George Moore, 1852–1933, English author, b. Ireland. As a young man he lived in Paris, studying at various art schools. Inspired by Zola, Flaubert, Turgenev, and the 19th-century French realists, Moore turned to writing, publishing his first novel, A Modern Lover, in 1883. A Mummer's Wife (1885), in portraying the degradation of a woman through alcohol, introduced naturalism into the Victorian novel. Moore's most famous novel, Esther Waters (1894), poignantly relates the poverty and hardships valiantly endured by a religious girl. Included among his other works are the novels Confessions of a Young Man (1888), Evelyn Innes (1898), Sister Teresa (1901), The Brook Kerith (1916), and Héloise and Abelard (1921); and the volumes of short stories Celibates (1895) and The Untilled Field (1903), the latter reminiscent of Dostoevsky. About 1900, Moore returned to Ireland and became associated with William Butler Yeats, George Russell (A. E.), and others in the Irish literary renaissance. His famous three-volume semi-autobiographical work, Hail and Farewell (1911–14), is a highly entertaining account of his experiences in Ireland.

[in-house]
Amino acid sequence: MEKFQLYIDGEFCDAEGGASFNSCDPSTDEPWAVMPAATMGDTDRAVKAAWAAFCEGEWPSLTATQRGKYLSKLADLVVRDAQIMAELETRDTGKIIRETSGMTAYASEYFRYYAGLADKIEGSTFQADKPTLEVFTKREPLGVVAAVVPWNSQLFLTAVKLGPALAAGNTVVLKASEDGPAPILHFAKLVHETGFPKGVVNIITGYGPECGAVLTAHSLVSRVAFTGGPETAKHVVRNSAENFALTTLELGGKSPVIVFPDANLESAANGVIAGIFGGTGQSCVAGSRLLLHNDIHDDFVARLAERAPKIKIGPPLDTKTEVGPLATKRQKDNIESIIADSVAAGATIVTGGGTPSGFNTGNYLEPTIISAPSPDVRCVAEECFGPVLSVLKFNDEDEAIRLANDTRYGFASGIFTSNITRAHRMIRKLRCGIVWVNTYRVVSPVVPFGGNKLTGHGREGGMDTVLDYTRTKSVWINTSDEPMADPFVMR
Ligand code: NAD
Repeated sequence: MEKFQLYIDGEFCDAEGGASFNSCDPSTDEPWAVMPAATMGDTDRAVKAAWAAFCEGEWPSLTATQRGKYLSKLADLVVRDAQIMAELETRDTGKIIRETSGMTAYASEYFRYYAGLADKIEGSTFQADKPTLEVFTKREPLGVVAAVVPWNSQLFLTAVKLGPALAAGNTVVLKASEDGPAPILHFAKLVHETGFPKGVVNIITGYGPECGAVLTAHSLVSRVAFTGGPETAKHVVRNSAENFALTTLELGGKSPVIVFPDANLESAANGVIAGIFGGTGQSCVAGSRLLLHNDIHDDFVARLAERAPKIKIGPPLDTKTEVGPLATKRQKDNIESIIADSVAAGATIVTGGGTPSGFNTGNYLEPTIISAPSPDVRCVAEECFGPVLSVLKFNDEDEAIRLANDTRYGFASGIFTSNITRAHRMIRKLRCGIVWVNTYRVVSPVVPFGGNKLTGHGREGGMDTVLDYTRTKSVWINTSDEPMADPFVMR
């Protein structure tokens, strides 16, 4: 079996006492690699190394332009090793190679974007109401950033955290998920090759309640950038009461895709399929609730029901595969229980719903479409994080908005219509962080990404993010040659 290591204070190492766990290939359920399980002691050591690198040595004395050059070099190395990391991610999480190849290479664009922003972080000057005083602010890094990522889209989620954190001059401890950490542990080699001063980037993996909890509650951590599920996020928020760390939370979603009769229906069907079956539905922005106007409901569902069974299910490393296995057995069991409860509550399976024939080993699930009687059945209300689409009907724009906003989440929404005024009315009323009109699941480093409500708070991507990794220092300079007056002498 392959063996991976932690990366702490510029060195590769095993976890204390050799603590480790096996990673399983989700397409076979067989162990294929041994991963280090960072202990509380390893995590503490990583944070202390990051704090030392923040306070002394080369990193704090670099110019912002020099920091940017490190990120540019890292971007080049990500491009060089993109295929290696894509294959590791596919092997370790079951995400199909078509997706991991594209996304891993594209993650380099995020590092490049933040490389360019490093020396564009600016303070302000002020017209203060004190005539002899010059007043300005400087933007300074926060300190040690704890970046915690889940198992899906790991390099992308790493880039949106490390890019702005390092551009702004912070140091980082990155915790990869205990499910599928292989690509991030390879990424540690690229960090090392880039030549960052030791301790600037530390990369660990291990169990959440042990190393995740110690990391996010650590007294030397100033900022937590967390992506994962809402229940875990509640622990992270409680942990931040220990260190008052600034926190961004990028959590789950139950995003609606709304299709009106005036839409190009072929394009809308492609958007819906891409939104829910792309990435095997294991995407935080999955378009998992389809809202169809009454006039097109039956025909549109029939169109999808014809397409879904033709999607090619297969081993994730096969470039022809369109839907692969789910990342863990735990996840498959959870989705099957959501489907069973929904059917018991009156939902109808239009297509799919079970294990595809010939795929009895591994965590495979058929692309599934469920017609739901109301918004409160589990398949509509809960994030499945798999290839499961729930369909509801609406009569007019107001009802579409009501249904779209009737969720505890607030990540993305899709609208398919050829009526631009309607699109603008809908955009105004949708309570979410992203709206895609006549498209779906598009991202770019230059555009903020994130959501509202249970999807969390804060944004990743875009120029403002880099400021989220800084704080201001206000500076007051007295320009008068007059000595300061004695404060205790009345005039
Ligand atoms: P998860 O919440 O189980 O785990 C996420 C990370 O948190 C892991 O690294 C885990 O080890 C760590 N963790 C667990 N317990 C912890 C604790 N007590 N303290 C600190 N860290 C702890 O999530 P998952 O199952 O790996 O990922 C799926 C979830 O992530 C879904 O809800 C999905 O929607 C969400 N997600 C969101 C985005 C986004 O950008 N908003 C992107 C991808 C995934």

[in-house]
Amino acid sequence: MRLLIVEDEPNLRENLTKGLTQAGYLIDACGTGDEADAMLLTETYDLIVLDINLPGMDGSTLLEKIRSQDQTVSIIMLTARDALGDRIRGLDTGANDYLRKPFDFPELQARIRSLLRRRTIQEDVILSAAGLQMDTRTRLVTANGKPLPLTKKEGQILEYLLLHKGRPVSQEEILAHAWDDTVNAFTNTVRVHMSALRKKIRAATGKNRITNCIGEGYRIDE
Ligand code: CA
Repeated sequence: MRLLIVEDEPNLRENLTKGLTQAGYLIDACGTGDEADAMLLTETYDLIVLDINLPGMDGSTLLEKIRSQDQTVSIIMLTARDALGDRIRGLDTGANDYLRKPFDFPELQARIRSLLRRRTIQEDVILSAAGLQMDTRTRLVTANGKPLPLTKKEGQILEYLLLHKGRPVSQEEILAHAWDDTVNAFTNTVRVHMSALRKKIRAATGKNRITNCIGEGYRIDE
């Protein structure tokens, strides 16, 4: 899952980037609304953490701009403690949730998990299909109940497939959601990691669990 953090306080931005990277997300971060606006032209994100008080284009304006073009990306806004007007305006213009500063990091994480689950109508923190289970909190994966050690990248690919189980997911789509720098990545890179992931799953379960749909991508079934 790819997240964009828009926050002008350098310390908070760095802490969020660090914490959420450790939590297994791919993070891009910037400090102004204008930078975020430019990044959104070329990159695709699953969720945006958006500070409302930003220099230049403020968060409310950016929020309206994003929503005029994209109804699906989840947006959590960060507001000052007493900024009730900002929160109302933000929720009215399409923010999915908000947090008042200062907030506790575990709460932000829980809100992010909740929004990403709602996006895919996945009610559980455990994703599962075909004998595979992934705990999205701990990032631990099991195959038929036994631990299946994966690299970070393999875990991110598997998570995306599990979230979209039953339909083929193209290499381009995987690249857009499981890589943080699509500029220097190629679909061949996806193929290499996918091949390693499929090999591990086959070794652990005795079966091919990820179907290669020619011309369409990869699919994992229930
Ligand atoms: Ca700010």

See his letters, ed. by H. E. Gerber (1968); biographies by S. L. Mitchell (1916), J. Hone (1936, repr. 1973), and A. Frazier (2000); studies by J. Egleson (1973), R. A. Cave (1978), J. E. Dunleavy, ed. (1983), and J. Egleson, ed. (1983).
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